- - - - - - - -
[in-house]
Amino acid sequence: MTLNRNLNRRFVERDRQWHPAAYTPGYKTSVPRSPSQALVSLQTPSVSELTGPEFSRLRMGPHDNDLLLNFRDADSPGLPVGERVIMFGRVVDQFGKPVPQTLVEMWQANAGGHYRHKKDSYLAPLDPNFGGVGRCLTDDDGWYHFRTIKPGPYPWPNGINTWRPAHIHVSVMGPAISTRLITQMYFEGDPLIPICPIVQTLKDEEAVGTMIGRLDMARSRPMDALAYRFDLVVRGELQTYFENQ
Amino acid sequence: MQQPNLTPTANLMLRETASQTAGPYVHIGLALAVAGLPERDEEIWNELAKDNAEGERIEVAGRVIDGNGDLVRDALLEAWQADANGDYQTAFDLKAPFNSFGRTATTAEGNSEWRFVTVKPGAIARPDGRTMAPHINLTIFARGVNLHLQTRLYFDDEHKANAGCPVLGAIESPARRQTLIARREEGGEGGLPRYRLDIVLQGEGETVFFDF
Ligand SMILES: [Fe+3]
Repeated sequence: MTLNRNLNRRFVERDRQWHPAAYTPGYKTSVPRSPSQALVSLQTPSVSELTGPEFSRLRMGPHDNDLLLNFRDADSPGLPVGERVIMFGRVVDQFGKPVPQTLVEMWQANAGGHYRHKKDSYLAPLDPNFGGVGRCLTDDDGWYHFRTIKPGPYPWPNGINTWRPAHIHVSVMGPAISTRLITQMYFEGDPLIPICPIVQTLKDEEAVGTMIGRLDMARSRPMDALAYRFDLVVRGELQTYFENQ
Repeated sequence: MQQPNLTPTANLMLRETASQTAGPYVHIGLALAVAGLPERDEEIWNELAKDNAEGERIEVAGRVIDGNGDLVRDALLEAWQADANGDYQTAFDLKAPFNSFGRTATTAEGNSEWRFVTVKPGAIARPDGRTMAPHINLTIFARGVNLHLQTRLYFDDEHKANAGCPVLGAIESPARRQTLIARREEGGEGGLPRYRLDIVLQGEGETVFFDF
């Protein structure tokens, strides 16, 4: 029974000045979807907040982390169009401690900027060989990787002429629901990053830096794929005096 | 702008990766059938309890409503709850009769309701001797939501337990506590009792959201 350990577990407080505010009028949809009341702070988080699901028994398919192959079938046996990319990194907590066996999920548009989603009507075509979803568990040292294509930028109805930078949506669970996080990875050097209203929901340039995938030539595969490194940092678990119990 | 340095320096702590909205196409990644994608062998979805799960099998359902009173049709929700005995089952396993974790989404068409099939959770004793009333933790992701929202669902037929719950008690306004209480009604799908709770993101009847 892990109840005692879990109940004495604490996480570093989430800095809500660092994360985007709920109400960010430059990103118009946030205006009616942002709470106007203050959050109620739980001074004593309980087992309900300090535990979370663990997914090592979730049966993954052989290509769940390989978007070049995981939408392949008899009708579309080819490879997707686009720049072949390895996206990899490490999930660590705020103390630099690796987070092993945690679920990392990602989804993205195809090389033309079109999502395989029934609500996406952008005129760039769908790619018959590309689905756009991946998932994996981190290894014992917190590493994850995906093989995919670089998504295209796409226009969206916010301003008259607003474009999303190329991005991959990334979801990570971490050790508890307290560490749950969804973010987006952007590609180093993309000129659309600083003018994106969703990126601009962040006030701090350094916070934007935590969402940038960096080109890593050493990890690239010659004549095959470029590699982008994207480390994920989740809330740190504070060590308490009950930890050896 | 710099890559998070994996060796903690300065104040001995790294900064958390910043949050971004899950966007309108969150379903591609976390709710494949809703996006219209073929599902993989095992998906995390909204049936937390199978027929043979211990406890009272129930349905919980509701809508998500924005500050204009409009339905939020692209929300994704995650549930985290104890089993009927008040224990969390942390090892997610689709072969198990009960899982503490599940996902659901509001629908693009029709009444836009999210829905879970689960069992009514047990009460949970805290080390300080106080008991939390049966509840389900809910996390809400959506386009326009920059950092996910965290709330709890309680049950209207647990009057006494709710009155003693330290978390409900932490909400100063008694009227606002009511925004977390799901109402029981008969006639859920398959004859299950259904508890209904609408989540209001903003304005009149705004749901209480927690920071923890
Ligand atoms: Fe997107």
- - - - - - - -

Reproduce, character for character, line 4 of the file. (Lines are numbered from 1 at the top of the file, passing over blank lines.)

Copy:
Ligand SMILES: [Fe+3]